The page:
"It's hard to concentrate on being creative when you need to borrow £10 from your mum for the train fare to London for your next meeting," says AJ Grand-Scrutton, CEO of Dlala Studios, speaking at the Indie Games Collective in London last week.
Happily for Grand-Scrutton, he met Lee Schuneman of Rare, and from there Microsoft eventually took the team on-board as part of an incubation program.
Suddenly he no longer needed to speak with his parents for marketing budget.
His studio is no longer part of the program, but the takeaways for working with a big company have clearly been invaluable, and he was key to lay them out on stage at the indie event held in the UK capital.
Big meets small
Unlike the typical indie model, in which a studio is largely responsible to itself, when you're working closely with a large company you need to be aware that "communication has direction, and everyone likes it differently."
From "ticking boxes for the people that are in the meetings", to ensuring higher ups are kept informed of what you're working on, it's important to be aware that some people you work with will not be speaking the same language of development as you.
"Guys above you will hear about these terms, and they wont understand them," he notes. People will say "I've heard about 'scrum', we should do 'scrum', go do 'scrum'. And what you end up with is 'shit'".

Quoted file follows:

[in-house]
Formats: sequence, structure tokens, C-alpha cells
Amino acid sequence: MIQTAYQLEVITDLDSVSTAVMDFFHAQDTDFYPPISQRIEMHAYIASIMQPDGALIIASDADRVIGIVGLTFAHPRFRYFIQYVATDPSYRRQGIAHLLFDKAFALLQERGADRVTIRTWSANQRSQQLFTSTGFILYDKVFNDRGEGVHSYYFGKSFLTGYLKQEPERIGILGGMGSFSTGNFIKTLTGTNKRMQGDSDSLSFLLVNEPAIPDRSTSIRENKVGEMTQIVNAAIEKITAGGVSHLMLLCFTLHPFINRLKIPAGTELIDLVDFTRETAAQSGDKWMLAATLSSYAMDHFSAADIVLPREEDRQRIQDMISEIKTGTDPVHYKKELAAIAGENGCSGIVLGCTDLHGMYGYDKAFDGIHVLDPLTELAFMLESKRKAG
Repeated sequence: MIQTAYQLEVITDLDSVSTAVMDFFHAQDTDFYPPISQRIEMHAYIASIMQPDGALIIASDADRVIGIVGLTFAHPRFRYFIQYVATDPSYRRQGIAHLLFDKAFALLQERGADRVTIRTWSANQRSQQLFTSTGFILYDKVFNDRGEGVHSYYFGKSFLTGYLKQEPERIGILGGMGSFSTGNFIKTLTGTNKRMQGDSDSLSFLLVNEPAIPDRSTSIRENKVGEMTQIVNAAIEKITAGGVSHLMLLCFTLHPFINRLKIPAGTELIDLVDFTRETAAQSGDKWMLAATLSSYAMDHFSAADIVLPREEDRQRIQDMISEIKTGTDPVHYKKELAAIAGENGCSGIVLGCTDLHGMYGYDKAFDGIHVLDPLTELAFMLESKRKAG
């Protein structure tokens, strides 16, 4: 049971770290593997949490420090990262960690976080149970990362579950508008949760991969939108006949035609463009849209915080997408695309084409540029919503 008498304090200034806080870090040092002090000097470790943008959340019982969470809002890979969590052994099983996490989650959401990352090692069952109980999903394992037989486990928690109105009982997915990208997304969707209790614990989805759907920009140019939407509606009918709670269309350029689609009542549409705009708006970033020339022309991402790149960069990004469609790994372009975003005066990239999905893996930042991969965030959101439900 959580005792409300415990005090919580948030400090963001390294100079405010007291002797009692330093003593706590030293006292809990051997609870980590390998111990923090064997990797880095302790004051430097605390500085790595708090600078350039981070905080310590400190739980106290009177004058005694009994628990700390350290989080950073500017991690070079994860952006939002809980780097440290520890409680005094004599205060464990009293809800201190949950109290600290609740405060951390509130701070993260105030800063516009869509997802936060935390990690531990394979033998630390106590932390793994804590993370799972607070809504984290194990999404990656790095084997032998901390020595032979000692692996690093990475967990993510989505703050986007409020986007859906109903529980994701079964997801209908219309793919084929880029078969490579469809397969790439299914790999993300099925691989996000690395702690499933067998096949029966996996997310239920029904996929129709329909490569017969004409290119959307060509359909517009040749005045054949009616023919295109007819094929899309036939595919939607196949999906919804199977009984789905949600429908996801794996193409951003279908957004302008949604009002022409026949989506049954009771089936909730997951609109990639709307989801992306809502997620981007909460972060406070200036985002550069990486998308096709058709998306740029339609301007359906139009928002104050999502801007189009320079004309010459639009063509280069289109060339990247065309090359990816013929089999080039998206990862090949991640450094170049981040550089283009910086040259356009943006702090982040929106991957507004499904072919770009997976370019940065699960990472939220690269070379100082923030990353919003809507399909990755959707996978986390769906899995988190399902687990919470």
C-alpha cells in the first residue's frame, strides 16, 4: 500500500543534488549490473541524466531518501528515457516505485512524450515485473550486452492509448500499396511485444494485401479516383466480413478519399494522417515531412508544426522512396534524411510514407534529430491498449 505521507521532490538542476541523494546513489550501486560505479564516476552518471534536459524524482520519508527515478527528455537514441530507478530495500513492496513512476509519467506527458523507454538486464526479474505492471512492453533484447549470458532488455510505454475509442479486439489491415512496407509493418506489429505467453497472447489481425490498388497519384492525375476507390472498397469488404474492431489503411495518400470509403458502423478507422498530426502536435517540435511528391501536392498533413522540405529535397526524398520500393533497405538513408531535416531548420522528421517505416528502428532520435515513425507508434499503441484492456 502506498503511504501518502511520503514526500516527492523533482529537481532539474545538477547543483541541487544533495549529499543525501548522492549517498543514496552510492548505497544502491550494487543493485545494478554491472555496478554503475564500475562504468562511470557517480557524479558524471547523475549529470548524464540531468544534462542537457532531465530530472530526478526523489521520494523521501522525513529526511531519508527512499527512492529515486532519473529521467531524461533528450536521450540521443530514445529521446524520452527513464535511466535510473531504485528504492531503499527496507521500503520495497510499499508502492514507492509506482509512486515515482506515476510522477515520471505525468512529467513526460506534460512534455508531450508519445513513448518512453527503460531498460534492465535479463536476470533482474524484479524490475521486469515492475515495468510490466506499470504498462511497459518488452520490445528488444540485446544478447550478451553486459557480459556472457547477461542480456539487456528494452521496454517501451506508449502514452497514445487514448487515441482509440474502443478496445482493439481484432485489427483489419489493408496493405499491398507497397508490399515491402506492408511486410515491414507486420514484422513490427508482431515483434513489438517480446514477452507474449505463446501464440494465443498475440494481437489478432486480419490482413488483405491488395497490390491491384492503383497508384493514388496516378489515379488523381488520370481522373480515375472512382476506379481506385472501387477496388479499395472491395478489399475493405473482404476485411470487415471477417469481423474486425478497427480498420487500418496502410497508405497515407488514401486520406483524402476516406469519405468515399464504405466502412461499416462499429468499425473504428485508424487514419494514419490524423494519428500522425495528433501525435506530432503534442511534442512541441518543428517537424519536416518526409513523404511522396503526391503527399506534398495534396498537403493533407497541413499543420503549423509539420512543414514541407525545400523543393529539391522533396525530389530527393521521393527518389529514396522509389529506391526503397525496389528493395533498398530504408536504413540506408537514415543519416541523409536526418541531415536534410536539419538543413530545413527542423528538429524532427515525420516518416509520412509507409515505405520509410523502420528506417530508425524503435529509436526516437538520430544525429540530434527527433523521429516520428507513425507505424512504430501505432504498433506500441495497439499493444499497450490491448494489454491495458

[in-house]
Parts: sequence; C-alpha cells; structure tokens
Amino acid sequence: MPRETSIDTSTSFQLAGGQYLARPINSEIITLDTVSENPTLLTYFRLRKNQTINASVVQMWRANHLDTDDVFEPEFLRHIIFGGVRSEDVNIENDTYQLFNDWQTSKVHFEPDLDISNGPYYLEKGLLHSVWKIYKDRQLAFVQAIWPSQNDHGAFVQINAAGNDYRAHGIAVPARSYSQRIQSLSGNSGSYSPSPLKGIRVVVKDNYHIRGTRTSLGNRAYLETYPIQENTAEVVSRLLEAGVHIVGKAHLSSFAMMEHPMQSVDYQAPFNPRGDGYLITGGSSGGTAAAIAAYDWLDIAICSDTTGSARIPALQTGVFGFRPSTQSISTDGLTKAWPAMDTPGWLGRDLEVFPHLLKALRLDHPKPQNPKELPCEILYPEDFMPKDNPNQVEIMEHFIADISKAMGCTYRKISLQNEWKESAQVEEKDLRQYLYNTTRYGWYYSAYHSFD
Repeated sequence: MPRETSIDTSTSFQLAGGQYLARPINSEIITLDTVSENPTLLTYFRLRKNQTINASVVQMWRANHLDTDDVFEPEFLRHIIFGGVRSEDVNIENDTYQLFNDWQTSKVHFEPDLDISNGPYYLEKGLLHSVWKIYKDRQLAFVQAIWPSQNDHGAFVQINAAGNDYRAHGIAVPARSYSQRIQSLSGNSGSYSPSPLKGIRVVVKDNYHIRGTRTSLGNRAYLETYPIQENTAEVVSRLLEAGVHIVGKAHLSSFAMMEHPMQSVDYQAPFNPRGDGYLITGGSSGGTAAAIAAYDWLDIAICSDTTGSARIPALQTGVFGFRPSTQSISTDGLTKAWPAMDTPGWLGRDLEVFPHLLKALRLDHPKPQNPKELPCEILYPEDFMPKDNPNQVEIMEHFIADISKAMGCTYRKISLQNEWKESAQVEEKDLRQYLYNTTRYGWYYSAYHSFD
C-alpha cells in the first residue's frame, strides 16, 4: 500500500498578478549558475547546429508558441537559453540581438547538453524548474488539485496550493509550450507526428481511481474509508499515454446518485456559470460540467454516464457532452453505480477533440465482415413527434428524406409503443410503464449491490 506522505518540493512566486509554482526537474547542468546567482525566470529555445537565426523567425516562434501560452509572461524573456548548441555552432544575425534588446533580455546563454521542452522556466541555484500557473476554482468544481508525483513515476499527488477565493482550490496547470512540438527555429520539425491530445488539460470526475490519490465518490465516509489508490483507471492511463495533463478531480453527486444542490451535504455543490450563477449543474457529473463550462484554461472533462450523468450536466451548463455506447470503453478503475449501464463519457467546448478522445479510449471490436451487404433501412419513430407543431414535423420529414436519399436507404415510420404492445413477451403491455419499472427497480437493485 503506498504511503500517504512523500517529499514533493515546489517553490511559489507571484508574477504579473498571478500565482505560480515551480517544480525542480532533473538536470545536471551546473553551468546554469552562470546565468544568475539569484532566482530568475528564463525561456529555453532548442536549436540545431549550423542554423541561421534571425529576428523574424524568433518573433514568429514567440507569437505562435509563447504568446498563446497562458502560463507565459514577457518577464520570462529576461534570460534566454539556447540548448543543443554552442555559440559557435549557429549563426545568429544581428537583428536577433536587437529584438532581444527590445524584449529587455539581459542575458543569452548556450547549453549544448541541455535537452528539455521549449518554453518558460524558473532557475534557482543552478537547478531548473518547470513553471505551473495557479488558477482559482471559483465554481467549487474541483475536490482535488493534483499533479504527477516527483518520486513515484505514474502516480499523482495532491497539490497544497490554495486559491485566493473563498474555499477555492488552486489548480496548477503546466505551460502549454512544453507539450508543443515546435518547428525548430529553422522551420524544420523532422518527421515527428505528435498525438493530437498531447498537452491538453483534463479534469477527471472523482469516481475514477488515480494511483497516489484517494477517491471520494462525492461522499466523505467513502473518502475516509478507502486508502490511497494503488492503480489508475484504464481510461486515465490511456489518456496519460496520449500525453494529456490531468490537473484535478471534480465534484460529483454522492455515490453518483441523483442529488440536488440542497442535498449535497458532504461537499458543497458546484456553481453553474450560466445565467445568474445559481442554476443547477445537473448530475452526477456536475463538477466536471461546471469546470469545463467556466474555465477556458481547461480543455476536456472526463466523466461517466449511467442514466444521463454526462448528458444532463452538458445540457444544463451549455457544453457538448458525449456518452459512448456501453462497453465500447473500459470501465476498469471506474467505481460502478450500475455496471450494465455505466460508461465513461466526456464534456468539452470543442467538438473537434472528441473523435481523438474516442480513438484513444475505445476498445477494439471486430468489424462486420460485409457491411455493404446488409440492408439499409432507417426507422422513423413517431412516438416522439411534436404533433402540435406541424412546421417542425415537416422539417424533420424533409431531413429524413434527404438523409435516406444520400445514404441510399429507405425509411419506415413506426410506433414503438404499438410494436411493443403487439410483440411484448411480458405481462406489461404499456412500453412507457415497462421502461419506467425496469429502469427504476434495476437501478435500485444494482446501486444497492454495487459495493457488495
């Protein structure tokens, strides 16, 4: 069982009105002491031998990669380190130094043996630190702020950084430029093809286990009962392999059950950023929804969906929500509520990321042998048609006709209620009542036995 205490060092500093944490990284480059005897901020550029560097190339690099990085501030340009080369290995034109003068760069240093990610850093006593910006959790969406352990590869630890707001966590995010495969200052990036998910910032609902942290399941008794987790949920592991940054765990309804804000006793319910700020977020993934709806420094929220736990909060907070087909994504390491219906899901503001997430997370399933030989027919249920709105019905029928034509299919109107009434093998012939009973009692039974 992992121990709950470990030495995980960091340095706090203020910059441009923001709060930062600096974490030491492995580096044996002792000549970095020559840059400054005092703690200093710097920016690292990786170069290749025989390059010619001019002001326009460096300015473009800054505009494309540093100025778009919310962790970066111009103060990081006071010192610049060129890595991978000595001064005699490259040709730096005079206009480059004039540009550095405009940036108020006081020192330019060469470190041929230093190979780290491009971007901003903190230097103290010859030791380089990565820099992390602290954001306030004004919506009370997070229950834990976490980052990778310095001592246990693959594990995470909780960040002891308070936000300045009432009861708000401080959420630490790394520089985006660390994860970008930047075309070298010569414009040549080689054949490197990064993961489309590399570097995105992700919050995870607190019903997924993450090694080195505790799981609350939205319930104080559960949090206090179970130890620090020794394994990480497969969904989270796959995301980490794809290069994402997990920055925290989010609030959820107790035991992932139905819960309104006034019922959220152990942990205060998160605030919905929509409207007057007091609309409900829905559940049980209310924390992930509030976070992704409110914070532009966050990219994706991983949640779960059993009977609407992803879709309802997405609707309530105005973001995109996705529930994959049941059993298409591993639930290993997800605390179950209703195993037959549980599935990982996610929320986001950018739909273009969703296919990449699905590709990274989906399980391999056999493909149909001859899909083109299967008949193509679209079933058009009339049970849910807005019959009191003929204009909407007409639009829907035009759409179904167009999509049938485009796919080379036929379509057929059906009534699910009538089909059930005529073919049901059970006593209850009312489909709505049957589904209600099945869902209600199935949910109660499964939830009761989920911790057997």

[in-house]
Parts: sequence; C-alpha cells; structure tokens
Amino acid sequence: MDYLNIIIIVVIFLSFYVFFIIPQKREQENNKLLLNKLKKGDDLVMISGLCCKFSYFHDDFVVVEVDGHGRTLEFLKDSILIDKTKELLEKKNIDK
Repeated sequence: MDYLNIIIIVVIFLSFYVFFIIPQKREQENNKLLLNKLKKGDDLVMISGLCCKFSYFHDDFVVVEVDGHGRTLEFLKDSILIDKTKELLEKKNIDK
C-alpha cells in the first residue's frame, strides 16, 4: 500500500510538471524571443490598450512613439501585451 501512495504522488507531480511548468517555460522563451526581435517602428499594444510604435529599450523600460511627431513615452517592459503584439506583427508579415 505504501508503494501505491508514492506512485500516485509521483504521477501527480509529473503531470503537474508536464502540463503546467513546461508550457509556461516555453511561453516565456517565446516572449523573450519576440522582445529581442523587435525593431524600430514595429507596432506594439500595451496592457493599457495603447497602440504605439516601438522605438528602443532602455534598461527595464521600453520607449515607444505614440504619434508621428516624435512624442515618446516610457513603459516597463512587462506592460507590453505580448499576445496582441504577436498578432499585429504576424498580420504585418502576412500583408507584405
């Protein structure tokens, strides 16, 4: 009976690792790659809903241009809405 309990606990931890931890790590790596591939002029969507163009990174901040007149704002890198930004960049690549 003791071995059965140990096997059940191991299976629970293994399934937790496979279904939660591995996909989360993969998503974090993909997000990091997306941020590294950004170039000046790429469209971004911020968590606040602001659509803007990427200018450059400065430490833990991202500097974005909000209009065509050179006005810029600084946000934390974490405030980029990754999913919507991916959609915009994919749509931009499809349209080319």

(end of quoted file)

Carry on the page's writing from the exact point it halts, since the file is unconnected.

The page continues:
Dlala's Windows 8 release Janksy
Such mistakes don't stem from a centre of negative, however, but rather a lack of clear communication.
"You need to make them very aware of what you're doing, or they will assume you're doing no work," Grand-Scrutton continues, and because of this, "one of you [on the team] will not be on the project. One of you needs to be a full time business guy."
Though the money from a scheme like this is a good safety net, sidling up to a big company is not a golden ticket to complete creative freedom.
"I was really hoping for a Scrooge McDuck vault of money," he jokes, but found that "money and numbers speak".
He highlights that "freedom is earned, business is business". The need to consider including a game element from a popular title, for example, simply because it's a proven success for sales.
Though he might not want to make Clash of Clans, "the suits ask me why I don't want to, because it makes a lot of money".
However, the pay-off for the studio was that there was this aforementioned guaranteed money coming in. On top of this, all licenses were paid for, and they had access to contacts and expertise they wouldn't have otherwise.
"We had a question about combat, and we went upstairs to talk to Simon Carter who made Fable," he notes. "People like Phil Harrison and Phil Spencer had time for us. They were all really nice guys."
You can read more about Dlala's experience with Microsoft here.